What started as a hobby during the pandemic has turned into a side hustle for some Minnesota TikTokers.
ALEXANDRIA, Minnesota — From dance videos to viral challenges, TikTok has taken off with an estimated one billion people using the social media app each month.
As the pandemic forced people to social distance, it brought people together on TikTok.
“I got on there when COVID hit, when the world kind of shut down, and everything kind of got negative on social media,” said Janet Steward of Alexandria, Minn.
Steward kept receiving funny TikTok videos from a friend.
“I’m like, I’m not signing up for that… I’m too old,” said Steward, 40. “I saw a couple of videos and I’m like, well that looks fun; I think I can do that.”
Three months after her first post, a video of her baby went viral as part of the “squeaky challenge.” It now has more than four million views.
“That was pretty high and that was when I didn’t have any followers,” Steward said. “It made me realize how you could reach people even if you don’t have a ton of followers.”
Steward, who was living in Michigan at the time, goes by “yooperjanet” on TikTok. Yooper is a common term used for someone living in the Upper Peninsula of Michigan.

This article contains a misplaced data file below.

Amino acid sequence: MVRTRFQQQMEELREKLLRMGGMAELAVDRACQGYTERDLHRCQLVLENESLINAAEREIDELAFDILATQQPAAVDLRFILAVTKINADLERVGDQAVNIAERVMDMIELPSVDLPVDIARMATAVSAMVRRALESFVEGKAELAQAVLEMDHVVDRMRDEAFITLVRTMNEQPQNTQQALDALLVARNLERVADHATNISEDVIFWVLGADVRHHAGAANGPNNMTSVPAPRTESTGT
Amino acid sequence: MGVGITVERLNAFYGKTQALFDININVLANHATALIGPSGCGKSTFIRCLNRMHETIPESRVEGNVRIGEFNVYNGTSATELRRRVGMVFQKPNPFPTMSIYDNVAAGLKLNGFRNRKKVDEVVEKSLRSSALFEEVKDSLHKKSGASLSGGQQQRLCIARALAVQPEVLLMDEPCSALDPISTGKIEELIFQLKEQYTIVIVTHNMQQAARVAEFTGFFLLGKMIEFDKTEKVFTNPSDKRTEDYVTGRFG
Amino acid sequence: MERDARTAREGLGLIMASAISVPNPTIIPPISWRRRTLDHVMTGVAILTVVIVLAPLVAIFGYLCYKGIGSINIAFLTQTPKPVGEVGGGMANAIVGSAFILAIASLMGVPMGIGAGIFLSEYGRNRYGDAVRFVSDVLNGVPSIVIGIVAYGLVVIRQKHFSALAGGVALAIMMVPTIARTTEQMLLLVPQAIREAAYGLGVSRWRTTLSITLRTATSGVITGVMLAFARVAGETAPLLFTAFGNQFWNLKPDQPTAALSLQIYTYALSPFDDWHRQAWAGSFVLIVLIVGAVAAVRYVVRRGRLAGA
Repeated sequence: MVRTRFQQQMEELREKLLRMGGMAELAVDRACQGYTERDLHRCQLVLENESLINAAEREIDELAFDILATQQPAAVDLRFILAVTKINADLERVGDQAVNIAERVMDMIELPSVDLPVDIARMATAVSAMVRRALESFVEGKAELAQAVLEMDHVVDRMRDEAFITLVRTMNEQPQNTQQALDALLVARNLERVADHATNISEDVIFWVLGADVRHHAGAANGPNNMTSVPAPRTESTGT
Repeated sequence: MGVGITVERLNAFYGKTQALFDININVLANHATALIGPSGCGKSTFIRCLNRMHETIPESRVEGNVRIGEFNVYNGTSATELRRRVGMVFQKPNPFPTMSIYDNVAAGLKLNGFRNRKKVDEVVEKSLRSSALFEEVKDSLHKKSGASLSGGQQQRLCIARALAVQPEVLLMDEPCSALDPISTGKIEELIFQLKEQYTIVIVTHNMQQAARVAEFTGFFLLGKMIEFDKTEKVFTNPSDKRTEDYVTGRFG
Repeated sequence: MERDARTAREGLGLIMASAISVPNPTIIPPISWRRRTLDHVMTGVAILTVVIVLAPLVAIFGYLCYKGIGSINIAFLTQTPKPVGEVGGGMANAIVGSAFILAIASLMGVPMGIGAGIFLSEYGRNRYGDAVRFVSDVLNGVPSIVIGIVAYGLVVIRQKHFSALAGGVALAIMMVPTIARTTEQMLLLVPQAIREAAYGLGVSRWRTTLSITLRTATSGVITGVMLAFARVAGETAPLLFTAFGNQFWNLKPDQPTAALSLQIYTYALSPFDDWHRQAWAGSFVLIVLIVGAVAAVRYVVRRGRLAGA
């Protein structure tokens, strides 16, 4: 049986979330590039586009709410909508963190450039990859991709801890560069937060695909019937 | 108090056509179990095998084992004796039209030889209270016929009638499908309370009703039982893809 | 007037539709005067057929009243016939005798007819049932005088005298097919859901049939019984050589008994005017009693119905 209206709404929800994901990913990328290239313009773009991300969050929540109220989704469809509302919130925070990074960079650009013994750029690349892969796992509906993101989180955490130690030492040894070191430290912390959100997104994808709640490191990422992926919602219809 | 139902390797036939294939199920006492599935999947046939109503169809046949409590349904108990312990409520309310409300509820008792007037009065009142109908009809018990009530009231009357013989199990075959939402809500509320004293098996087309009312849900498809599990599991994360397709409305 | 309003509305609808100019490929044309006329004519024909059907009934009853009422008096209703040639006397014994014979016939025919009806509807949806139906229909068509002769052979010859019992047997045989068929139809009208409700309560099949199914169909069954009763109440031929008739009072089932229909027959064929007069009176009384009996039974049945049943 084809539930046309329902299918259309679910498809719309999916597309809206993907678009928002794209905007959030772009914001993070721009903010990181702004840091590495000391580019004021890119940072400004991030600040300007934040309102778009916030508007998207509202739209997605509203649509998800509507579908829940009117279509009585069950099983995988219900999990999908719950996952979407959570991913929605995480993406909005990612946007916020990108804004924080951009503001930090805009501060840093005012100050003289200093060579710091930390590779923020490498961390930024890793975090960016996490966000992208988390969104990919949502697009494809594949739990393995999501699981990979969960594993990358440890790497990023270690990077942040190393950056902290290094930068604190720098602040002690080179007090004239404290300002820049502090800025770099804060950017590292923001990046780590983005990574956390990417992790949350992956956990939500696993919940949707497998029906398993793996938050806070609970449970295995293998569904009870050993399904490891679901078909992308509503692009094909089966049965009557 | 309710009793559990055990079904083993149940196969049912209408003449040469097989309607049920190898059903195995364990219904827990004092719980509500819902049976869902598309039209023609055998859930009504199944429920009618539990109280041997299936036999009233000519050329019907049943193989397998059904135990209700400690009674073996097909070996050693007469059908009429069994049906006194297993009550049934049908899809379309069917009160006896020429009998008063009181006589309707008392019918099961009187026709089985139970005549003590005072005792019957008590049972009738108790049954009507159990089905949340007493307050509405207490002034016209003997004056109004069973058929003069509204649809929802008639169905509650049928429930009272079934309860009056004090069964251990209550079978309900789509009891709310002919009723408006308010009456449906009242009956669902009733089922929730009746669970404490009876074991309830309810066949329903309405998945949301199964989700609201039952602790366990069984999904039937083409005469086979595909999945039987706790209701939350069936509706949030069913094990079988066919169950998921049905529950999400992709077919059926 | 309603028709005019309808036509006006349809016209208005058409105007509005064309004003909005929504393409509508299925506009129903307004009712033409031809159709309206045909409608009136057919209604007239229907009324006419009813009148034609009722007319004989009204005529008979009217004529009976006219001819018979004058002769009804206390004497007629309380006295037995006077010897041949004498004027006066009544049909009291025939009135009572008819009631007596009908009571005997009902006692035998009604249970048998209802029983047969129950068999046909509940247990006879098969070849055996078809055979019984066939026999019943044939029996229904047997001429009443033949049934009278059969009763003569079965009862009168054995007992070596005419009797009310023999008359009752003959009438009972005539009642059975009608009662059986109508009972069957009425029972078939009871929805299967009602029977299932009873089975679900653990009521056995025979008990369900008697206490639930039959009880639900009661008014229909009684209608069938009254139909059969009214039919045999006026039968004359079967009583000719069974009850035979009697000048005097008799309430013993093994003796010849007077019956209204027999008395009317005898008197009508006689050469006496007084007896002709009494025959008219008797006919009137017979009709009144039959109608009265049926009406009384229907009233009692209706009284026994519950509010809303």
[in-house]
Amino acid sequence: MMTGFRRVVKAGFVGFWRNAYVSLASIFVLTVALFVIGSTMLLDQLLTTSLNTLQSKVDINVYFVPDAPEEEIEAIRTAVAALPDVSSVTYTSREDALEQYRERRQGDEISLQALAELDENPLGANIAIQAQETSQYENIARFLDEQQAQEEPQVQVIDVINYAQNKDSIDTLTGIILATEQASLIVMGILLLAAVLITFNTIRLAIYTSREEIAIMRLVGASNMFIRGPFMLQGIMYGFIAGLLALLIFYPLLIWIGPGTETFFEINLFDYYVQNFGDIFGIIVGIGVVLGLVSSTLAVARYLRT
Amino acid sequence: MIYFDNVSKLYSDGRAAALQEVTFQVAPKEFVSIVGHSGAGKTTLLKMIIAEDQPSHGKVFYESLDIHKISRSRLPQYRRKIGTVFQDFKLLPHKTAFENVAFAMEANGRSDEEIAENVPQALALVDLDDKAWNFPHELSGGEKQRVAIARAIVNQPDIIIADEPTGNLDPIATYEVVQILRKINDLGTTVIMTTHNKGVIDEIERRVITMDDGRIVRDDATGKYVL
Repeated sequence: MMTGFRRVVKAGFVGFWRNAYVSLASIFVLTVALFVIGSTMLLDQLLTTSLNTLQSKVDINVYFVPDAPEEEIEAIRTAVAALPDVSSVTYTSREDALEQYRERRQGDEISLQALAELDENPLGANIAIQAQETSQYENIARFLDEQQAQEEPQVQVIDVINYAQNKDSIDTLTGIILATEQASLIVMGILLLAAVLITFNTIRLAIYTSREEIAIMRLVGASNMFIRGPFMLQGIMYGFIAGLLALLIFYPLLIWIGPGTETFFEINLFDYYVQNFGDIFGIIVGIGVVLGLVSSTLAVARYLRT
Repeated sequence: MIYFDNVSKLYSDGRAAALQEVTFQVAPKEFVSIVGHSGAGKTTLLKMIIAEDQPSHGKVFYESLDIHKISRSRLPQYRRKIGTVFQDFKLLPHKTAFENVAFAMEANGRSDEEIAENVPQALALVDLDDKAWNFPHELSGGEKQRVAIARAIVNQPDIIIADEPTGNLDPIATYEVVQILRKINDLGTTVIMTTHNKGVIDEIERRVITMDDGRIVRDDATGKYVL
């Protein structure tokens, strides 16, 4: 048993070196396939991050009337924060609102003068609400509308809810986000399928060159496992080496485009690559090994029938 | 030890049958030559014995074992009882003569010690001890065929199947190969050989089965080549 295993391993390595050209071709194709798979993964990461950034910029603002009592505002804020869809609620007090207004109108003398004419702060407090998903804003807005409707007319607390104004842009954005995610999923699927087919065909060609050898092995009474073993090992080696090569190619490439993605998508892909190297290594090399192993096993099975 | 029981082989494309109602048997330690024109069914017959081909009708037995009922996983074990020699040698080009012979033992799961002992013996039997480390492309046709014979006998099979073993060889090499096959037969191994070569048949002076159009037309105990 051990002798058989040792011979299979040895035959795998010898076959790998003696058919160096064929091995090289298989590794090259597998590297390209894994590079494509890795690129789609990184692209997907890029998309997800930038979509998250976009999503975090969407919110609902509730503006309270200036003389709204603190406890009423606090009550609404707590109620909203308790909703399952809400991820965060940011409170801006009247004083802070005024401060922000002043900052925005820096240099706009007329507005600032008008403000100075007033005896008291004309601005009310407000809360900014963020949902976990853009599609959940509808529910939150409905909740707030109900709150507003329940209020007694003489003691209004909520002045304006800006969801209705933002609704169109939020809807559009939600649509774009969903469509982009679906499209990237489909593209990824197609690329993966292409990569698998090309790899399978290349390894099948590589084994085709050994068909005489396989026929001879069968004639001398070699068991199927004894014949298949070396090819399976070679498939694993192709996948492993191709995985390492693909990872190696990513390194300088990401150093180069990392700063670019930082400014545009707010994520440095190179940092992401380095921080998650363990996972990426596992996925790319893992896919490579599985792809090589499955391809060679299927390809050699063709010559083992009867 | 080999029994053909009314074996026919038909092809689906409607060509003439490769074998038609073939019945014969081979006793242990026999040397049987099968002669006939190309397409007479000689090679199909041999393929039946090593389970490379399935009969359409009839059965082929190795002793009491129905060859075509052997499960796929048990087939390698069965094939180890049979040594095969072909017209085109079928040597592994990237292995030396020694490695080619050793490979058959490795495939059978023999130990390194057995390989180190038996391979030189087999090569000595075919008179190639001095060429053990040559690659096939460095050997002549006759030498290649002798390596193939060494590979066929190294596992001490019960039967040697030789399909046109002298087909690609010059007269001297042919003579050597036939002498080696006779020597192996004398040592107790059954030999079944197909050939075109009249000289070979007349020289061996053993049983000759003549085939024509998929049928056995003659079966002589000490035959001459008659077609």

During an October snowstorm, her weather reports from the U.P. gained popularity and her follower count started to rise. Then her husband got a new job and the family of four relocated to Alexandria. Steward continued the weather reports. In one video, her family “froze their pants off” — leading to more than six million views and appearances on Good Morning America and the Weather Channel with GMA calling her the “Ice Queen of TikTok.”
Steward now has more than 211,000 followers.
“I had a viral video of my pants and now I’ve got extra money to go out to dinner with my husband or go on a date,” she said.
Steward is part of TikTok’s Creator Fund — open to those ages 18+ with at least 10,000 followers and at least 100,000 views in the last 30 days.
“You don’t really make that much money off of the Creator Fund but if you have a video that goes viral you do end up making money,” Steward said.
TikTok has not revealed how much they pay and it varies but creators have reported two to four cents for every 1,000 views.
Steward’s frozen pants video earned her about $500.
“For me… a stay at home mom, that’s just kind of fun because I’m like, ‘Oh wow, I’m just being a goofball on the Internet and I’m …….